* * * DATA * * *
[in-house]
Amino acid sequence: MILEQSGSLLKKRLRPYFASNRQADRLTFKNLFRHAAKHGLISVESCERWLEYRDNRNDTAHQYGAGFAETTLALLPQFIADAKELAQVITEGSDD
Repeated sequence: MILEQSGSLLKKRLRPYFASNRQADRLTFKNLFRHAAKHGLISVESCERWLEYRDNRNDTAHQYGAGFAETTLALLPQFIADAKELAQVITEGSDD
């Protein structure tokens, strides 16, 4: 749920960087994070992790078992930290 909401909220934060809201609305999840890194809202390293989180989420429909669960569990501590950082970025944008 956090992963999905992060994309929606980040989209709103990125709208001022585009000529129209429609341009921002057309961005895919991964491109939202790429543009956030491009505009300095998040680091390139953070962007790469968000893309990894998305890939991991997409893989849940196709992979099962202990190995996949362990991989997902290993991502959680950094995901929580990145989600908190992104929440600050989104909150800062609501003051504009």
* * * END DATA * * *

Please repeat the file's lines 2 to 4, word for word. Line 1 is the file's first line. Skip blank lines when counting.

Amino acid sequence: MILEQSGSLLKKRLRPYFASNRQADRLTFKNLFRHAAKHGLISVESCERWLEYRDNRNDTAHQYGAGFAETTLALLPQFIADAKELAQVITEGSDD
Repeated sequence: MILEQSGSLLKKRLRPYFASNRQADRLTFKNLFRHAAKHGLISVESCERWLEYRDNRNDTAHQYGAGFAETTLALLPQFIADAKELAQVITEGSDD
């Protein structure tokens, strides 16, 4: 749920960087994070992790078992930290 909401909220934060809201609305999840890194809202390293989180989420429909669960569990501590950082970025944008 956090992963999905992060994309929606980040989209709103990125709208001022585009000529129209429609341009921002057309961005895919991964491109939202790429543009956030491009505009300095998040680091390139953070962007790469968000893309990894998305890939991991997409893989849940196709992979099962202990190995996949362990991989997902290993991502959680950094995901929580990145989600908190992104929440600050989104909150800062609501003051504009």